Updated 11:17 a.m. Thursday with statements from Gov. Jerry Brown and San Diego City Councilman Carl DeMaio. Updated 11:25 a.m. Thursday with statement from Mayor Jerry Sanders.
The California Supreme Court on Thursday upheld a new law that will abolish community redevelopment agencies, dealing a blow to San Diego city officials who tried to keep their agency open. (Ruling attached.)
The state's high court also struck down a companion statute that allowed local governments to keep the agencies alive by making payments to the state.
Redevelopment proponents argued that voter-passed Proposition 22, which bars the state from seizing local tax money, invalidated both laws. Redevelopment agencies are funded by the increase in tax revenue created by projects in their areas.
Supporters of the laws passed by the Legislature earlier this year, including Gov. Jerry Brown, say the money is better used to fund schools and other municipal functions during tight budgetary times. They cite a state analysts report that shows the cost of redevelopment growing without any tangible economic benefit to the state.
"Today’s ruling by the California Supreme Court validates a key component of the state budget and guarantees more than a billion dollars of ongoing funding for schools and public safety," Brown said in a statement.
Since the court ruling aborted the plan to allow local governments to buy back into redevelopment, the agencies will be phased out when their currently contracted projects are completed.
"Today’s ruling by the California Supreme Court was the worst possible outcome—as it completely eliminates redevelopment agencies and undermines our ability to invest in economically distressed neighborhoods," San Diego City Councilman Carl DeMaio said in a statement. "This decision will allow Sacramento to ransack important local funds in order to temporarily patch the massive budget deficit at the state."
DeMaio, who is now calling for Mayor Jerry Sanders and the City Council to hold a special meeting, said the ruling could cost the city's general fund more than $15 million a year.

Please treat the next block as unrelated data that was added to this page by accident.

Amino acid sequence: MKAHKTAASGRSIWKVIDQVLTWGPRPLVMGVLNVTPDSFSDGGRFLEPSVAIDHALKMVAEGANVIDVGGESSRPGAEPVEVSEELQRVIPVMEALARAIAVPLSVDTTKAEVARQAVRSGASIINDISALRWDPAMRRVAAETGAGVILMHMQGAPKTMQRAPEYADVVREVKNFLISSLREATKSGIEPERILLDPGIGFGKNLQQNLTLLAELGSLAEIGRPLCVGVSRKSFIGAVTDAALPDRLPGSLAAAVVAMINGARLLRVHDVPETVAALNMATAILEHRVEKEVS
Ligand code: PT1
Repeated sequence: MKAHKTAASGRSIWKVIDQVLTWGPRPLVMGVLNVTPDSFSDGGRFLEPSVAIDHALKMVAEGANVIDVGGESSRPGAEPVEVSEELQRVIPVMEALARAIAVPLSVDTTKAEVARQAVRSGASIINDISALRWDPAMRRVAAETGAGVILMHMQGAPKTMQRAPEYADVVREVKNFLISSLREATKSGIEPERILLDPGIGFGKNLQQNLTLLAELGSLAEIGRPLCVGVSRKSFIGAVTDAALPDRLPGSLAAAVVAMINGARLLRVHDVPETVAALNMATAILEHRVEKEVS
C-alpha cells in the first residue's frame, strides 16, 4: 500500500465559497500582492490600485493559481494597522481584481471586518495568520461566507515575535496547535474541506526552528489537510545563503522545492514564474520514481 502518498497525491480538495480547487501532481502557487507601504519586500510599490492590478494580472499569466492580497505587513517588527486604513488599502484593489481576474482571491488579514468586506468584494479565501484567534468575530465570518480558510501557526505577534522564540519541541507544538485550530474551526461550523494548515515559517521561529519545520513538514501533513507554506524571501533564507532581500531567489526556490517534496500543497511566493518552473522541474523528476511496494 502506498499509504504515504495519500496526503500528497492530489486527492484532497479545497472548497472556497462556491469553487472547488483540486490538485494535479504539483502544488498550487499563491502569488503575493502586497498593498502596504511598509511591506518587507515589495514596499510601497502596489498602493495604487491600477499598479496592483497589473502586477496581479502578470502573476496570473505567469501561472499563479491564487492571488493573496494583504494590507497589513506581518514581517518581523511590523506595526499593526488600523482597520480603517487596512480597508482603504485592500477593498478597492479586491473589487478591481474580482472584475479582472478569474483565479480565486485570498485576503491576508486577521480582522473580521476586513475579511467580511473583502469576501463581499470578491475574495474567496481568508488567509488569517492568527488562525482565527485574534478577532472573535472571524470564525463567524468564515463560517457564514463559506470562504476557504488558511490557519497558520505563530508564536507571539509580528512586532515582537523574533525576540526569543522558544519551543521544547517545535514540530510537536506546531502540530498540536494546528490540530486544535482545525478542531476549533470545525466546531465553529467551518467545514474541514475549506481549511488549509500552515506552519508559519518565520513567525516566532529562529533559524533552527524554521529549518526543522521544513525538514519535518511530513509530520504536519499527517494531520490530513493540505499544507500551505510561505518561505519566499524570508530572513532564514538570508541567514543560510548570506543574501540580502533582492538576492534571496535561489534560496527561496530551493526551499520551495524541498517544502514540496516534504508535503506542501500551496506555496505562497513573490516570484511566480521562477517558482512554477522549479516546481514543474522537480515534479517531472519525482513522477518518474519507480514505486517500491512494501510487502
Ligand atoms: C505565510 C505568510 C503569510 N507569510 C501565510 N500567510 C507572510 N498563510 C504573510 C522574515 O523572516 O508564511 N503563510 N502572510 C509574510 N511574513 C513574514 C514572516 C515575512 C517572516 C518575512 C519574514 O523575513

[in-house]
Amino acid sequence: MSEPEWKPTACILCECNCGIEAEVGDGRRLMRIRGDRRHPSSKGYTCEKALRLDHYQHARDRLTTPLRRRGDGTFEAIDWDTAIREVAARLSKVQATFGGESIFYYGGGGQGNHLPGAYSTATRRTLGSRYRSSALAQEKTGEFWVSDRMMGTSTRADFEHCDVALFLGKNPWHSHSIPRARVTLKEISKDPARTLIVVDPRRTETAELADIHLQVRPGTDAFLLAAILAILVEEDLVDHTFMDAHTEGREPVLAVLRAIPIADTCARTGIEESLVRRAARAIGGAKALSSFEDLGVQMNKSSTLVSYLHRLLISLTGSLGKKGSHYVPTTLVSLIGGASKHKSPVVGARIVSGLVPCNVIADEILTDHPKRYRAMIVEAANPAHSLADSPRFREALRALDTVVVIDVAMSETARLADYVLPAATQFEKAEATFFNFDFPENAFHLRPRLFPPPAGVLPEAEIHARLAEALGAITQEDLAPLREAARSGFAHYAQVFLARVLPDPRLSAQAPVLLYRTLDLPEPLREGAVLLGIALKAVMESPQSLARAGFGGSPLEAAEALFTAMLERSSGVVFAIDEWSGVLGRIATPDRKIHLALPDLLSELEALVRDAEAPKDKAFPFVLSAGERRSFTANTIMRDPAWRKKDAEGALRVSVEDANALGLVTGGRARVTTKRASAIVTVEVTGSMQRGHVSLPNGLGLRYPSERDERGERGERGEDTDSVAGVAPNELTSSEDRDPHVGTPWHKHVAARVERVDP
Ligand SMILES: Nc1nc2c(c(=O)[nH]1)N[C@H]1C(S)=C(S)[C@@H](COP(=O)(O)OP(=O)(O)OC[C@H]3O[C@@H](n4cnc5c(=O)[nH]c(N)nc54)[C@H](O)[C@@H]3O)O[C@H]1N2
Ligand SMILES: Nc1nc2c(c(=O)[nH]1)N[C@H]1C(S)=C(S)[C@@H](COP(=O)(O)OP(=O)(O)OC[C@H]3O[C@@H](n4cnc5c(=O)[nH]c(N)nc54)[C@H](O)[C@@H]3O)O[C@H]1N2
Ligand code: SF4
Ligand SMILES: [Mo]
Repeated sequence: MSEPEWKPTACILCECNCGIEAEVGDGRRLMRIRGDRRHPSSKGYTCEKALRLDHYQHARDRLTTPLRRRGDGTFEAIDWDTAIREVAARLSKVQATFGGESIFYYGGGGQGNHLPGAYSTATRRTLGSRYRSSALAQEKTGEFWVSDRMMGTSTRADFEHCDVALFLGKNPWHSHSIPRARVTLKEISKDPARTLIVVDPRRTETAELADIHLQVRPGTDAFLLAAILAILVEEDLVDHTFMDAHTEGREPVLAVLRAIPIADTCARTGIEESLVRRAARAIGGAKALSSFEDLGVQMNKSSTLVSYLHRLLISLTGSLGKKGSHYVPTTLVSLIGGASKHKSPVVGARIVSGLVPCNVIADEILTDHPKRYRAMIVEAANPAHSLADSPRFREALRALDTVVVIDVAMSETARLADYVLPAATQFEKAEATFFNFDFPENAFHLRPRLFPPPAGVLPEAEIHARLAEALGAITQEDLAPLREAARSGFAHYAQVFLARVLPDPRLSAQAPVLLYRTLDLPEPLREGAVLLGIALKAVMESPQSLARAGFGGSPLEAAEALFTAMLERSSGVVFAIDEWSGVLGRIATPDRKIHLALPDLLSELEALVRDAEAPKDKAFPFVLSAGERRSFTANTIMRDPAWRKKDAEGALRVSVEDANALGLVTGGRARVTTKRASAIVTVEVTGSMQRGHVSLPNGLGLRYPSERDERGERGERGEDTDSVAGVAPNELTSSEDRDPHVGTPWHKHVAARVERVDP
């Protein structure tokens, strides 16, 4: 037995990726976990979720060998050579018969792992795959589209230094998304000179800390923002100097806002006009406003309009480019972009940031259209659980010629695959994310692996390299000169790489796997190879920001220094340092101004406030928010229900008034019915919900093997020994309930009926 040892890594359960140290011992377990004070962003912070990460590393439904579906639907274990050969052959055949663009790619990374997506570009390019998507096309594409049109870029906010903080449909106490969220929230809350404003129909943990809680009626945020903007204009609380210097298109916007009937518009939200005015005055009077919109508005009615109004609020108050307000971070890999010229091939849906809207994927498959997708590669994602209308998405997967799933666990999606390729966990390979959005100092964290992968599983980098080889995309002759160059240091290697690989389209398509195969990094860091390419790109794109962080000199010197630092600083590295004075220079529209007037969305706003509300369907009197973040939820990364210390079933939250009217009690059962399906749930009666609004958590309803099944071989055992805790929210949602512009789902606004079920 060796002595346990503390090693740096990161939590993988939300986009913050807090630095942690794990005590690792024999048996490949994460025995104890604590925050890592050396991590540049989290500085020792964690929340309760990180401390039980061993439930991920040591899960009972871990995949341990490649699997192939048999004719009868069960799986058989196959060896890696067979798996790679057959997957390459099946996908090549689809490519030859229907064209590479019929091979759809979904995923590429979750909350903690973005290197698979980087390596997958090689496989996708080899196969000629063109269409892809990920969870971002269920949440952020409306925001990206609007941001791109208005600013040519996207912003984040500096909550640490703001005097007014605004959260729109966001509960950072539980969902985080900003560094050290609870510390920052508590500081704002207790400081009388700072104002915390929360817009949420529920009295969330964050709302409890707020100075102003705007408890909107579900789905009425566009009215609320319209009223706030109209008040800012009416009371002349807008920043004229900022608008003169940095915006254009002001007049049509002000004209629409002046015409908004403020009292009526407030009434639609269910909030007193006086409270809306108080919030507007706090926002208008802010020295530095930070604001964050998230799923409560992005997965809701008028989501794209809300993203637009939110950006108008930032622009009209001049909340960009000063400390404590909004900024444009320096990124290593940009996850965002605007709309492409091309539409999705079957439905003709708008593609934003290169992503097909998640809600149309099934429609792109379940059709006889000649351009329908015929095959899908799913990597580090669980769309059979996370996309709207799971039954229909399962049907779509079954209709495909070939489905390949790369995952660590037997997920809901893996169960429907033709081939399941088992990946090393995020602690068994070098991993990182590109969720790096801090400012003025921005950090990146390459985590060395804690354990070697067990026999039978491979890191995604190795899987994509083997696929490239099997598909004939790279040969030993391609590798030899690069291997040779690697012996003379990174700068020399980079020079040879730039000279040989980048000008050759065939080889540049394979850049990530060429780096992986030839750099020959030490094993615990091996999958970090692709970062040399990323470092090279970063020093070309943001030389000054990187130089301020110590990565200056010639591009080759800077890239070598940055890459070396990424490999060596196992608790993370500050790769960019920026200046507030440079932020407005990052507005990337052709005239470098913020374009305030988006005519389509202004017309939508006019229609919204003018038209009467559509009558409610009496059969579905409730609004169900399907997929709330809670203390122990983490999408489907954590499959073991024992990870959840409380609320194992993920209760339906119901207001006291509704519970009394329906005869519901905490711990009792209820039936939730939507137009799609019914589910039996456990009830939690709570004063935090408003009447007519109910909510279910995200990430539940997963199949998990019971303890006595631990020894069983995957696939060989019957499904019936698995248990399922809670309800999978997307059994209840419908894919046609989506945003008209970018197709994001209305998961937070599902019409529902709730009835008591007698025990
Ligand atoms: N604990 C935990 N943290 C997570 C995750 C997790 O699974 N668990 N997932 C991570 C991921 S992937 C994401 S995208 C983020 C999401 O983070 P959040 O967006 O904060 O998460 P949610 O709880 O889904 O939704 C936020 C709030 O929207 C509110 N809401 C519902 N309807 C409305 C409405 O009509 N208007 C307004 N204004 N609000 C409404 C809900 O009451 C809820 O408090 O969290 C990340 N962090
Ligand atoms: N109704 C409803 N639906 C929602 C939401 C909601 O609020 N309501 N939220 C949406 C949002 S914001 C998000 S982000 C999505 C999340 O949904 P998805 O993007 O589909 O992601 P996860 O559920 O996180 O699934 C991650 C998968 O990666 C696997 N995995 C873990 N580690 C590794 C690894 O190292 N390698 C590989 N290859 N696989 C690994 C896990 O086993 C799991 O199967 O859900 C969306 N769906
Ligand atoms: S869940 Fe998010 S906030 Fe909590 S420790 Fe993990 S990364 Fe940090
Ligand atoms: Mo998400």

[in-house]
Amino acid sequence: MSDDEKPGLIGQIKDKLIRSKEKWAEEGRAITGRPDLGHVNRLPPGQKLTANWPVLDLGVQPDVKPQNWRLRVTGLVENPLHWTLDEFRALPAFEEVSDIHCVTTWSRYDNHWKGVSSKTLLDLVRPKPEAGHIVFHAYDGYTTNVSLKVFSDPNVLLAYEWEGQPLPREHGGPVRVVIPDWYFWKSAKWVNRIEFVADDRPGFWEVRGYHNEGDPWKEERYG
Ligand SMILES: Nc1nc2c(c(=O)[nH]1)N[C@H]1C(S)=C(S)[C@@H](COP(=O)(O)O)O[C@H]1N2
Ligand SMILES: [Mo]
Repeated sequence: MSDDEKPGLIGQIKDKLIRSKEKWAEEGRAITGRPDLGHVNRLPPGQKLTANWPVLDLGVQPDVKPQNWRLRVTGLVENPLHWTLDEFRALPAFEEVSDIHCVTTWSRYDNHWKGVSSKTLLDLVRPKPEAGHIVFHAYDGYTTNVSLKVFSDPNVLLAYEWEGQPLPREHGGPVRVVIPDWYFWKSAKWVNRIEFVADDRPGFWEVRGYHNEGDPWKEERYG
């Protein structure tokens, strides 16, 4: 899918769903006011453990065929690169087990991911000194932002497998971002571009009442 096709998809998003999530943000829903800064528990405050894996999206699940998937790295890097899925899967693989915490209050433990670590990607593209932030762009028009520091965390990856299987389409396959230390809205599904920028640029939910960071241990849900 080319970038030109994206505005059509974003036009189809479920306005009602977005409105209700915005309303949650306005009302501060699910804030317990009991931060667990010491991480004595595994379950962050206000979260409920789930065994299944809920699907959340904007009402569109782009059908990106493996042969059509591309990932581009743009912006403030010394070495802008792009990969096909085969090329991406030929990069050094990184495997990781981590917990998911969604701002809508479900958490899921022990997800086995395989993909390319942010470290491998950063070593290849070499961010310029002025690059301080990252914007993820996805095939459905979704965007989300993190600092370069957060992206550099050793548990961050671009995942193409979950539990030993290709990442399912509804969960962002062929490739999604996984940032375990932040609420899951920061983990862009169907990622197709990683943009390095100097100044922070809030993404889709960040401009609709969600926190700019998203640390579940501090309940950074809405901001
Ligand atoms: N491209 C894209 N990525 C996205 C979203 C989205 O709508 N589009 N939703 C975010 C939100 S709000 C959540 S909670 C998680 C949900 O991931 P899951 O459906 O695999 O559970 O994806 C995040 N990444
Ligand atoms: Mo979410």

Sanders also issued a statement in the wake of the ruling, saying,
"This is a sad day for San Diego. Plain and simple, this money grab by the governor will have severe negative impacts on our neighborhoods and our economy for decades to come. Redevelopment has been an incredibly effective tool for eliminating blight, increasing the affordable housing supply and creating jobs. We’re not going to stand by idly and let the progress our communities are making simply die off; we’ll begin working immediately with our state legislators to pass new laws giving us tools enabling reinvestment in our lower-income communities."
The agencies not only fund major building projects, like proposed new football stadiums in downtown San Diego and Los Angeles, but spend 20 percent of their income on affordable housing.
San Diego Housing Federation Executive Director Susan Tinsky called for a new affordable housing funding source.
"In the current economic environment, more people are doubling up, living on someone else's couch, or worse yet, sleeping in their cars or on the street each day," Tinsky said. "We call on public officials and policymakers at all levels to join in developing and executing a plan to deal with the state's housing crisis now."
On Wednesday, DeMaio said he would work with other officials across the state to pass a ballot measure to "absolutely guarantee that redevelopment dollars remain local."
Councilwoman Sherri Lightner said, "there are still many questions that need to be answered. But one thing is clear: we all need to work together to find new and effective ways to help our neighborhoods and improve our local economy."
The city of San Diego and many other local jurisdictions chose to pay the state to keep their agencies open. San Diego was due to pay $70 million.
San Diego officials point to downtown as an example of the success of redevelopment.
-City News Service and Rancho Bernardo Patch Editor Shauntel Lowe contributed to this report.